Mazatlan, an easy-going beach city on the Mexican Riviera (1,000
air miles from Los Angeles and 200 miles north of Puerto Vallarta)
has long been noted as a family-friendly destination. On the same
latitude as Hawaii, Mazatlan is an intriguing old port city where
salty sailors from throughout the world once shipped out silver and
gold, giving the place a flavor that Hollywood often tries to
capture in swashbuckling period adventure movies. Festive and
diverse, Mazatlan is a comfortable haven for clients on holiday
with their children.
Take the beaches all 17 miles of eye-popping sand and surf.
Fifteen of them stretch northward from the original old city and
are bordered on one side by a seawall and a bustling boulevard of
beach resorts and lively sidewalk cafes and on the other by long,
Mazatlan is one of very few Mexican resort cities that allows
surfing in town great for the kids and ideal for parents who want
to keep an eye on them. Notable in-town surfing locations are Playa
Los Sabalos, Playa Los Gaviotas, and Los Pinos Beach, known by the
local dudes as “the Cannon.”
Along the breezy malecon (a popular seaside road), clients can
hop on an open-air, three-wheel pulmonia, a clever version of a
golf cart. Rattling like an old Model T Ford, they haul tourists to
the hotels and restaurants or up to Cerro del Vigia (Lookout Hill)
for a view of the harbor.
Another city vista and fun-filled family outing is the 45-minute
hike up Cerro del Creston to the El Faro Lighthouse tucked away at
the south end of town. The walk begins at the end of Paseo
Centenario near the sport-fishing docks. The lighthouse is the
second tallest in the world 447 feet above the sea. Only Gibraltar
is taller. On the way to El Faro, divers can be seen performing
swan dives from steep rocky cliffs at the south side of the city,
not unlike Acapulco’s famed cliff divers, but without the
Golfing families can tee off at the El Cid Golf & Country
Club, which has 27 holes, including a Lee Trevino nine-hole course.
Public courses include the Estrella Del Mar Golf Course, an
18-hole, 72-par beauty and the Club de Golf Campestre. Fees are in
the $70-to-$75 range. Kids can rent water-play equipment at the El
Cid’s Aqua Sport Center while their parents are golfing.
Families can experience the other side of Mazatlan and a bit of
history at Plaza Revolucion and the adjacent neo-Gothic-style
(1875) cathedral, six or seven blocks from the beach in the center
of town. Nearby is the Mercado Municipal the central marketplace
one of the largest, most complete and colorful shopping areas on
the coast and the city’s heart and soul. Hundreds of items,
including clothing, meat, vegetables and exotic fruits, are sold in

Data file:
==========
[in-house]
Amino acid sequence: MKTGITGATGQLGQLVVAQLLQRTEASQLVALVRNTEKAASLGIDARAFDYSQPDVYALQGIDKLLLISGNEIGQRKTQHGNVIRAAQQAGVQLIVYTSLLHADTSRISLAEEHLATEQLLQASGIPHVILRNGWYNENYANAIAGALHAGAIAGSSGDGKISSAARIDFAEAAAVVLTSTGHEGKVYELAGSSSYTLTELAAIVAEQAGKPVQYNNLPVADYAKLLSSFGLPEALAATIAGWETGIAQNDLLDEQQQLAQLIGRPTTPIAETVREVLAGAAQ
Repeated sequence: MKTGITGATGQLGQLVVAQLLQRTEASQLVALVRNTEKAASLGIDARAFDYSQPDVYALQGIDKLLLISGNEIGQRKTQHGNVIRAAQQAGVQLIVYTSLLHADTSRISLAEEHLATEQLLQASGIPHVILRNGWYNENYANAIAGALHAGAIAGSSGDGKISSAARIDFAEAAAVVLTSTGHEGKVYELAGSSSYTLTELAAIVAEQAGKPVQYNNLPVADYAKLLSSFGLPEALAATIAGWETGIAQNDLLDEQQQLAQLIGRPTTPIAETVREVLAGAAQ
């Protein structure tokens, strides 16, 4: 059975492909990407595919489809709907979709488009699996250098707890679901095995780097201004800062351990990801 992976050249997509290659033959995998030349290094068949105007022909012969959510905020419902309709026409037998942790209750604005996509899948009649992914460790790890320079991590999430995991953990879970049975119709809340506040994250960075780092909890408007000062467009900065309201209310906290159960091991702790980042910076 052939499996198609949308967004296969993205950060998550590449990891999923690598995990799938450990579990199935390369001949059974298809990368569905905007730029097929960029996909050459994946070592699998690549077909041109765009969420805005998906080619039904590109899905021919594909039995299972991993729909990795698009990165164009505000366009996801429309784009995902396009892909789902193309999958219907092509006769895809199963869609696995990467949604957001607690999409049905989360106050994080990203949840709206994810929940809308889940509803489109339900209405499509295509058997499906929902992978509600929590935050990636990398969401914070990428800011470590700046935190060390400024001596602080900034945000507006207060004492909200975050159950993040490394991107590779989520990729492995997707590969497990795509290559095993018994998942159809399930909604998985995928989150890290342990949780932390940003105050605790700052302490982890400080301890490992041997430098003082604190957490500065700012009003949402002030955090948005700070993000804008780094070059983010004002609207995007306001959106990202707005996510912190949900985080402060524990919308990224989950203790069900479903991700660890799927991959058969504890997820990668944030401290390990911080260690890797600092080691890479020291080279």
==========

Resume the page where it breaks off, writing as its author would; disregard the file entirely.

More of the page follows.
a maze of stalls and shops.
Minutes away to the south is the original main plaza, Plaza
Machado, replete with galleries, museums, sidewalk cafes and
carefully restored, 18th-century homes.
Concordia and Copala. Vista Tours will pick you
up at any hotel and take you on a six-hour trip via bus high into
the Sierra Madre foothills to the remote villages of Concordia and
Copala. The first stop is Concordia, a former mining town, filled
with baroque architecture and artists who create traditional
furniture and other handicrafts. Resident pigs wander the narrow,
cobbled streets while being serenaded by crotchety roosters.
From Concordia, the road sweeps 14 miles upward over the rocky
Magestral River to Copala, circa 1565, and a small central plaza in
front of the San Jose stone church, built in 1740 and among the
oldest in Sinaloa State. Ringed by mountains, Copala boasts views
of distant ridges and peaks, cattle ranches and a bit of silver
mining left over from the old days.
Lunch at Daniel Garrison’s restaurant is a highlight. The
personable and articulate Garrison, whose mother and grandparents
were born in Copala, serves traditional Mexican plates and a famed
banana cream coconut pie.
Visitors can see the old cemetery on the hill, choose from a
number of hiking trails or relax in the plaza.
The price for the excursion is $40 per person with lunch. Beer,
soft drinks and bottled water on the bus are included.
Other side trips include a three-hour City & Shopping Tour,
priced at $18 per person; a five-hour Tequila Tour to the arts and
crafts village of La Noria, then to La Vinata, the only tequila
distillery in the state of Sinaloa, and El Habal village and El
Habaleno restaurant. The price is $27 per person (there is also an
optional stop for lunch at El Habaleno).
Web site: www.vista tours.com.mx. All tours are
Where to Stay
With more than 8,000 rooms in Mazatlan, accommodation rates are
generally lower than those in other Mexican coastal resort
El Cid Mega Resort is Mexico’s largest self-contained resort
with four hotels: the Castilla Beach Hotel, the Marina El Cid Hotel
& Yacht Club, the Granada Country Club and the El Moro Beach
Hotel. Call 800-525-1925; Web site: www.el cid.com.
Following are medium-priced beach hotels that offer special
programs for families:
Hotel Playa, 800-762-5816, Web site: www.mazat
lan.com.mx; Los Sabalos Resort Hotel,
800-528-8760, Web site: www.mazatlan. com.mx; Pueblo Bonito
Resort, 800-990-8250, Web site: www.pueblobonito.com;
Pueblo Bonito Emerald Bay, 800-990-8250, Web site:
www.pueblobonito.com; Riviera Beach Resort;
800-782-4298, Web site: www. mazatlan.com.mx; Royal Villas
Resorts, 800-898-3564, Web site: www.mazatlan. com.mx.
When You Book
High season is approximately Nov. 16 through March 15;
shoulder, March 16 through June 15; low, June 16 through Nov.
Mazatlan’s colorful Mardi Gras Carnival celebration
takes place the last weekend before Lent, during shoulder season.
Dating to the mid-1920s, Carnival is a celebration of fireworks,
parades, dancing and merry making. Advance reservations are
advised. Mazatlan Web sites: www.mazatlan.com.mx;